Chapter 4, The React VR Library, describes the major components and objects in the React VR library.

Chapter 5, Your First VR App, shows us how to create our first major VR world, including downloading and using photo-realistic background images.

Chapter 6, Working with Poly and the Gon Family, introduces us to polygon modeling, and the free software program called Blender, for doing 3D modeling.

Chapter 7, Sitting Down with a (Virtual) Teapot, continues our introduction to Blender, showing how to texture map and include these 3D objects into our VR world.

Chapter 8Breath Life in Your World, introduces the Animation API and ways to make our objects move and sound real.

Chapter 9, Do It Yourself – Native Modules and three.js, demonstrates how to stay within React VR and build even more complex worlds.

Chapter 10, Bringing in the Real Live World, connects our VR worlds to real-world APIs and enables us to bring in graphical data all the way from Mars.

Chapter 11, Take a Walk on the Wild Side, develops code and user interface to let us walk around in VR and then promptly end up in a (constructed for fun) maze.

Chapter 12, Publishing Your App, and Where to Go from Here, shows us how to upgrade and publish our worlds; we also discuss monetization and where VR could go in 5 years.

What you need for this book

You will need a Windows PC, of nearly any type; for maximum enjoyment, you will need  VR rig. Either an HTC Vive, Oculus Rift, a Samsung Gear VR, Google Daydream, or other VR goggles (including the Google Cardboard) and a cell phone.

You can develop these WebVR worlds even if you don't have a sophisticated Head Mounted Display (HMD) or VR Headset ; you can view them in flat mode on your regular computer screen.  You can pick up a simple VR cell phone holder/headset (Google Cardboard or similar) for less than 20 dollars or even free in many places, so don't let hardware be a barrier to learning about the next great thing.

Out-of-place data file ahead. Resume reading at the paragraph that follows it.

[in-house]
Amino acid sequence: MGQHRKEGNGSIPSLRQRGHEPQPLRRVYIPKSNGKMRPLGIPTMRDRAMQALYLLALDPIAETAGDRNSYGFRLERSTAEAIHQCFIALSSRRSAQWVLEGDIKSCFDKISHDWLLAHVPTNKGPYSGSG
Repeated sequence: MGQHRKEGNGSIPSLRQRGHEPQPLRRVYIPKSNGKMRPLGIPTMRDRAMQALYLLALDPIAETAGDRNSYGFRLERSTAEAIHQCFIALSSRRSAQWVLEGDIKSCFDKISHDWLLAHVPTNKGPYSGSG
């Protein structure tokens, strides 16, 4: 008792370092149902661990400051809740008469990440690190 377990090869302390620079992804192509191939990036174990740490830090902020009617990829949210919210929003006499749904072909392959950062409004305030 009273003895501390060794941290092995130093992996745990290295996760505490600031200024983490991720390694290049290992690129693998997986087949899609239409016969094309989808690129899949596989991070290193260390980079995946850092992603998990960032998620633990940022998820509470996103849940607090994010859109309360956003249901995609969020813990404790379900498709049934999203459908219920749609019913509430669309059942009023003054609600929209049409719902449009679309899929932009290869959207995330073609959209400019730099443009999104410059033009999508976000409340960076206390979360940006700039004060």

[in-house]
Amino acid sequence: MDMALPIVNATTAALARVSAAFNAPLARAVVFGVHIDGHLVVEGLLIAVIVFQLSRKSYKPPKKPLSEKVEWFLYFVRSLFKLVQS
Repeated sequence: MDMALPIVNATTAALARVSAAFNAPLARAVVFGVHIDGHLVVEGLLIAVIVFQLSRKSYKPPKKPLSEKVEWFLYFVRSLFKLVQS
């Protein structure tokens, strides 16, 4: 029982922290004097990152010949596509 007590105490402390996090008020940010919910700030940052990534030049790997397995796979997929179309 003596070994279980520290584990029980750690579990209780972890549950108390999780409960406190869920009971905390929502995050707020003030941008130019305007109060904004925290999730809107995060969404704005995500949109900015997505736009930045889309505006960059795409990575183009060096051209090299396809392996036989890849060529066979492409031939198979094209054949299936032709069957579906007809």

Who this book is for

This book is for anyone who wants to learn Virtual Reality on the web and create engaging 3D websites with WebVR through React VR. You will pick this up quickest if you have already known some JavaScript, and even faster if you already know React or React Native. Even if you don't, the book will show you step by step what to do. If you already know how to do polygon modeling, this will help, but this book will also show people how to use the free and open source Blender to do some basic modeling if needed, and where to get free downloads. You do not need a VR rig to be able to enjoy this book—you can do the samples with a regular PC and even publish it on the internet.



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Code words in text, database table names, folder names, filenames, file extensions, pathnames, dummy URLs, user input, and Twitter handles are shown as follows: "Components are real things, not just labels or placeholders, as they have built in ways to present themselves through the world via a render() function."

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mkdir f:\reactVR
cd \reactVR

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npm install mersenne-twister --save